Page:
IRS issues notice on excise tax on high-cost, employer-sponsored health coverage

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The IRS has issued a notice previewing future guidance and seeking comments from the public on the Section 4980I excise tax for employer-sponsored health plans that exceed certain cost thresholds.

The 40% excise tax, which is commonly called the “Cadillac tax,” is effective for tax years beginning after Dec. 31, 2017. The thresholds for the first year the tax is in effect will be $10,200 for self-only coverage and $27,500 for all other coverage. The thresholds will be indexed for inflation in subsequent years.

Notice 2015-16 doesn’t provide official guidance, but rather previews possible future guidance and requests comments from taxpayers on a host of issues related to the tax. Among the issues addressed are what types of health plans are subject to the tax and how the coverage cost is determined.

Based on the statute, the notice indicates whether certain plans or arrangements are subject to the tax. The following are examples of plans subject to the tax:

  • Health plans for active employees
  • Multi-employer plan coverage
  • Retiree coverage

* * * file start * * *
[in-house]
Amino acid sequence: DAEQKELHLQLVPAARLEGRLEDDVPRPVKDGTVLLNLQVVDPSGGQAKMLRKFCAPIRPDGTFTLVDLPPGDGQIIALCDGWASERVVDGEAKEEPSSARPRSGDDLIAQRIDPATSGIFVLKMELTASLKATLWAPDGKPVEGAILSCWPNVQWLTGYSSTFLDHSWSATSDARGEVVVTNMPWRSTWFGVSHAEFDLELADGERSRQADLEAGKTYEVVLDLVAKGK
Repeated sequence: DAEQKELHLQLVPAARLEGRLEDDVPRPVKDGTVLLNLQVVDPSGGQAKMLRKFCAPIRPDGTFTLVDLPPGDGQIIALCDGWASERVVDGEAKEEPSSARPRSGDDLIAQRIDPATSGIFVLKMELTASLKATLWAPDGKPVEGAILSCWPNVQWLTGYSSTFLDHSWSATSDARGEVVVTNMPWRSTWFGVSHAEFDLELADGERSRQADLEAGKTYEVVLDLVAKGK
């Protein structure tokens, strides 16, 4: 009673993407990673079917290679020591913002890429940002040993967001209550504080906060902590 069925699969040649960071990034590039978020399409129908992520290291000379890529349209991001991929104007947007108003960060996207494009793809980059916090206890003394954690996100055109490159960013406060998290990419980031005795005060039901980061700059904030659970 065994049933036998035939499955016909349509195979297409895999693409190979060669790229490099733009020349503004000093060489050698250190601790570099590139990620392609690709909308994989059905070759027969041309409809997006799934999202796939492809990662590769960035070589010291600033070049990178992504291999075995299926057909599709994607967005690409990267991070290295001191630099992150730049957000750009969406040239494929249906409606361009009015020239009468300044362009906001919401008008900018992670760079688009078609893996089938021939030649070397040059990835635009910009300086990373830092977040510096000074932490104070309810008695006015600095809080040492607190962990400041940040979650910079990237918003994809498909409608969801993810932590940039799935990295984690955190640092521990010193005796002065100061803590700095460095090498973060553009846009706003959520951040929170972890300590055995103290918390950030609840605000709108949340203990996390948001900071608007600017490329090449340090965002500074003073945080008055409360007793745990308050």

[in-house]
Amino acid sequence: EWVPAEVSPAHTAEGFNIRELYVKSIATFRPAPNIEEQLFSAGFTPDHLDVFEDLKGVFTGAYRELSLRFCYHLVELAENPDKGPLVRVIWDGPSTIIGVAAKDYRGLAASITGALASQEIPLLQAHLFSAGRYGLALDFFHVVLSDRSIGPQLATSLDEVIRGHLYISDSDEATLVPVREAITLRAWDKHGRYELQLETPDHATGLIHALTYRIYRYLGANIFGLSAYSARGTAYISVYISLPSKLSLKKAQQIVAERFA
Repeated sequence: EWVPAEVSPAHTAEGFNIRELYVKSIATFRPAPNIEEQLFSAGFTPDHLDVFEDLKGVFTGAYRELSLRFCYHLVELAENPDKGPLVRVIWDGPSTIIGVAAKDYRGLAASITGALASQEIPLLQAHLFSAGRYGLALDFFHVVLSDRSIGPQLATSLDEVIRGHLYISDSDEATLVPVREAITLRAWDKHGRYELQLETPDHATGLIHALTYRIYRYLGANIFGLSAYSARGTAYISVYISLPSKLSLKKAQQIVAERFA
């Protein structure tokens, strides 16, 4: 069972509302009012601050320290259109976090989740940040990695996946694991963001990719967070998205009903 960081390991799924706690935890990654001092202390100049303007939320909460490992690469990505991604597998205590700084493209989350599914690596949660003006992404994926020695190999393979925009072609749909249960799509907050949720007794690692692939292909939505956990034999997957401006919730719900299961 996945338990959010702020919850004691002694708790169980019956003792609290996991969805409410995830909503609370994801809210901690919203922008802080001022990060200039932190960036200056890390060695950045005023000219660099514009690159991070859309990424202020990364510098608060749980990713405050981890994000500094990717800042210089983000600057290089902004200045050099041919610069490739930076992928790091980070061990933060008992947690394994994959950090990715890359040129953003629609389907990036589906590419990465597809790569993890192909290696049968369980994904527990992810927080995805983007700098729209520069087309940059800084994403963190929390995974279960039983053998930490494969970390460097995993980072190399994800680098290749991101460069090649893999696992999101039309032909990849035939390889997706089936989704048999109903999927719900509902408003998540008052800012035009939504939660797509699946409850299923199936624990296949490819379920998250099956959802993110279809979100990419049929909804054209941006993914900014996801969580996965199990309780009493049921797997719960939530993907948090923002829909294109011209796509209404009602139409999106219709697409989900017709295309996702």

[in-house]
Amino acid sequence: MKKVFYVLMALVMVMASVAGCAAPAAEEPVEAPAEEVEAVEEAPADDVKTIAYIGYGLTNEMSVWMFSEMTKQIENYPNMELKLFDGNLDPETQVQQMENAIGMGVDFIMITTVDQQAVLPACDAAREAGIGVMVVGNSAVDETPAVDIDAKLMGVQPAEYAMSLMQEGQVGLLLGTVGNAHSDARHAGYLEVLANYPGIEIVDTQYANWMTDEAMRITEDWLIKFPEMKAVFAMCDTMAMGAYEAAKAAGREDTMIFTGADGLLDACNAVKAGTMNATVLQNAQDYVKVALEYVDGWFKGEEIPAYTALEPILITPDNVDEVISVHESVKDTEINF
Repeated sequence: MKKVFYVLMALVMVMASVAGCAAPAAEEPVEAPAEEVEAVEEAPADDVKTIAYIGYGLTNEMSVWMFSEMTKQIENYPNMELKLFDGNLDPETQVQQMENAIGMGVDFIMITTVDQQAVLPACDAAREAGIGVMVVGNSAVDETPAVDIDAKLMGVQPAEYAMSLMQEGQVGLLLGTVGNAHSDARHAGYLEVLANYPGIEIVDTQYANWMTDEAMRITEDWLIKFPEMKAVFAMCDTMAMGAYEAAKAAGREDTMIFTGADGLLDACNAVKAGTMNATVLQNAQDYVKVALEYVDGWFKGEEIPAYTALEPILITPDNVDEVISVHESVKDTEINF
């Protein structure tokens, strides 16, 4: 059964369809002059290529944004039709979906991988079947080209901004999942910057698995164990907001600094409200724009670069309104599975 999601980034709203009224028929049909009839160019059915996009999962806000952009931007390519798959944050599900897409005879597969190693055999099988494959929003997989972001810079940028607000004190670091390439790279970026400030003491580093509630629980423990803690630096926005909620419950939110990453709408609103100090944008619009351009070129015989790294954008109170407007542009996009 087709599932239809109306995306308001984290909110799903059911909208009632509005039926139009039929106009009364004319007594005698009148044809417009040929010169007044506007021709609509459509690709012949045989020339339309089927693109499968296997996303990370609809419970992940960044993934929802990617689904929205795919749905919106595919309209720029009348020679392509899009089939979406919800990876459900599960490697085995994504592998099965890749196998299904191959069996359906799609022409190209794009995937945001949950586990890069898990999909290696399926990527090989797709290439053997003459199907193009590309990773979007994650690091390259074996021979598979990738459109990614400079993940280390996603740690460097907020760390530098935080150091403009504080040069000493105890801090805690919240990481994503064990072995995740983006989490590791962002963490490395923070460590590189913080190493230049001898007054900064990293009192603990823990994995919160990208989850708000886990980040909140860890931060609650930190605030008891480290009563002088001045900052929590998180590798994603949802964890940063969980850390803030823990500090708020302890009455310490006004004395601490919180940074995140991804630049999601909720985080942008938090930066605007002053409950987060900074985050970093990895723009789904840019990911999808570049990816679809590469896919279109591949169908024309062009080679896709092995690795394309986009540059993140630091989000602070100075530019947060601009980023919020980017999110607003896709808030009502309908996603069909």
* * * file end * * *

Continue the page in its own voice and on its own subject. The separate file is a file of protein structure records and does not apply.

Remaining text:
• Executive physicals
  • Health care flexible spending arrangements, including pretax salary deferral contributions
  • Employer contributions to health savings accounts (HSAs), including pretax salary deferral contributions

The following plans aren’t subject to the tax:
  • Stand-alone dental and vision plans
  • Long-term care insurance
  • Automobile medical payment insurance
Both employer and employee contributions count toward coverage costs. Those costs will be determined using rules similar to those for determining Consolidated Omnibus Budget Reconciliation Act rates. The notice explains in detail how coverage costs might be determined under future guidance.

For insured plans, the insurance company will be liable for the tax. For employer contributions to an HSA, the employer is liable for the tax. For all other plans, the party that administers the plan is liable, such as in insurance company that administers a self-insured plan. The employer is responsible for calculating the tax and notifying the responsible parties. The tax is expected to be passed on to employers and employees in the form of higher premiums. Importantly, though, the cost of the plan that can be attributed to the tax itself isn’t treated as a cost of the plan for purposes of calculating the excise tax.

The Cadillac tax is one of the most unpopular provisions of the Affordable Care Act (ACA). Congress is likely to attempt to repeal the tax before it goes into effect in 2018, but as with other attempts to repeal parts of the ACA, the Obama administration is expected to strongly oppose it. Employers should plan now to manage the cost of plans to avoid the imposition of this significant tax.      

Eddie Adkins
+1 202 521 1565

Jeffrey Martin
+1 202 521 1526

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